It has been a while since I last posted here. Not that I haven’t been baking, but I haven’t been doing anything new. Yesterday I decided to try out a new combination, so the results of that is reported here. The idea was to produce a rye bread that wasn’t quite as heavy as a pure rye and which would actually have a more varied structure like that found in wheat breads.
The recipe I came up with looks like this:
- 200g Starter
- 800ml Water
- 400g Rye flour
- 400g Stone ground whole wheat flour
- 200g Strong white bread flour
- 19g Salt
To begin I refreshed my sourdough normally the night before (170ml water, 100g white bread flour, 100g whole wheat flour). The following morning, I placed 750ml of water and 200g of the starter (the remainder was put away for the next time) into the mixing bowl. I thoroughly mixed the sourdough witht he water, then added 400g of rye flour, 400g of stone ground whole wheat flour, and 200g of strong white bread flour. I then measured out 19g of salt to be added later.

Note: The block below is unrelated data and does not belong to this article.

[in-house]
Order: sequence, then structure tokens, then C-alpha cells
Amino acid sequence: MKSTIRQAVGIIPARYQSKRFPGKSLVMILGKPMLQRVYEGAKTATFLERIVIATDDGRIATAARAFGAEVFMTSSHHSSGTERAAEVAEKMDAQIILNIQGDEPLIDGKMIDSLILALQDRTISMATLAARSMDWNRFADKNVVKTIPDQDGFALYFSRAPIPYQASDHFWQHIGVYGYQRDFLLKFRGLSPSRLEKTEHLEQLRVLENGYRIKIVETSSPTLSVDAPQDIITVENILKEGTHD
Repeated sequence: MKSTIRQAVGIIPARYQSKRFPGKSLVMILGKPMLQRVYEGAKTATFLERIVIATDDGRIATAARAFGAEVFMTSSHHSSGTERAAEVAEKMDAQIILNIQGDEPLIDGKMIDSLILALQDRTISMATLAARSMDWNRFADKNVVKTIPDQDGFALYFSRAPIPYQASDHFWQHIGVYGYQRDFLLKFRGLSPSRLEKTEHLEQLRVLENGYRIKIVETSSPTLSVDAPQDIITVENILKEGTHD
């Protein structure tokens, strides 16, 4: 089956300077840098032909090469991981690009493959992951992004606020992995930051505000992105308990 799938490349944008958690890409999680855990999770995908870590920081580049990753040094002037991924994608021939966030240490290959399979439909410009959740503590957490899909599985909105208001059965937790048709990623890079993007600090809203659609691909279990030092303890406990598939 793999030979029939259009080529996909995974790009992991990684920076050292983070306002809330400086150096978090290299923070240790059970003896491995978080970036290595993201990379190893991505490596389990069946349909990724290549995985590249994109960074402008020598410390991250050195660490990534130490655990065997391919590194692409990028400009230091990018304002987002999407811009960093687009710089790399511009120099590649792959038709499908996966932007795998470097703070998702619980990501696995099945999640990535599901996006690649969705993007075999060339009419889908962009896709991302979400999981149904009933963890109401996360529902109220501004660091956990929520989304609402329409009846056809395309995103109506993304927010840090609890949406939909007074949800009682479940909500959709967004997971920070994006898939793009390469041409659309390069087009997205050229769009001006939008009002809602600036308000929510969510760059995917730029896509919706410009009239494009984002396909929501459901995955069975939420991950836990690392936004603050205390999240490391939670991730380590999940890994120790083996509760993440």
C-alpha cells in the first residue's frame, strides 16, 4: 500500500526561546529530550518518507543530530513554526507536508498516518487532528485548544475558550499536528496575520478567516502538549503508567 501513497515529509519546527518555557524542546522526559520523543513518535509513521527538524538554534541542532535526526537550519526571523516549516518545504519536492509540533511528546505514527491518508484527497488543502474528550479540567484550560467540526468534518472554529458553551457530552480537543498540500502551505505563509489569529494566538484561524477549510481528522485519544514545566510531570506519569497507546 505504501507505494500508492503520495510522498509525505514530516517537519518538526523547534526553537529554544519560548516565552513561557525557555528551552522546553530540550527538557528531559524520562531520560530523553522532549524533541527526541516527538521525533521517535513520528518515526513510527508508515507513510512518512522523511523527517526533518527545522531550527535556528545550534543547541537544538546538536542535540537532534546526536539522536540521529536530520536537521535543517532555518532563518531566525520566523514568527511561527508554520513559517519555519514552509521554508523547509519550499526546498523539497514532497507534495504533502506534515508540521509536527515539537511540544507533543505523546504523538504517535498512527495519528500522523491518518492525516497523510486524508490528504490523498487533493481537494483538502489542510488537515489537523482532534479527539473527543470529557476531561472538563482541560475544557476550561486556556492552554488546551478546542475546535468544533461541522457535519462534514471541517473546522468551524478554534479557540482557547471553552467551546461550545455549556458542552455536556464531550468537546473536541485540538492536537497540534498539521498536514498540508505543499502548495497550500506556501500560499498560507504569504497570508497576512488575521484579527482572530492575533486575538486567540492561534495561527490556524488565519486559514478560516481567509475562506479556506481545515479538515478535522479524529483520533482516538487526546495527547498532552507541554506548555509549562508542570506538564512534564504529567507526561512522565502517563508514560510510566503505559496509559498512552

The dough was then thoroughly mixed together then allowed to rest for 30 minutes. Then the salt was added together with the final 50ml of water and it was mixed into the dough. I then gave it another 30 minutes rest.
After the rest I gave it the first turn. This was certainly trickier than a normal wheat bread, since the influence of 40% rye flour made the gluten quite fragile. Rye doughs normally don’t get any turns at all, so with this much rye, care was essential. I turned the dough roughly every 15 minutes for 5 turns. Each time it was a little easier to do the turns.
After the fifth turn, I left it to do the bulk fermentation for 5 hours. I then turned it out onto the work surface, floured it and split it into two pieces, and did an initial shaping. This was also more complicated than normal, the dough was still quite moist and didn’t hold together like a typical wheat dough. After letting it rest on the work surface, covered, for 10 minutes, I did the final shaping and placed the loaves into two round bannetons dusted with rice flour. These were the covered and allowed to rise for 2 1/2 hours more.
I then baked them in the usual way, 20 minutes with the cover on, 25 minutes with the cover off. The result can be seen below. The taste was great, the structure is more reminiscent of a wheat bread but it has a strong rye flavor and the center of the bread is moist like a pure rye loaf.
All in all, it worked out well.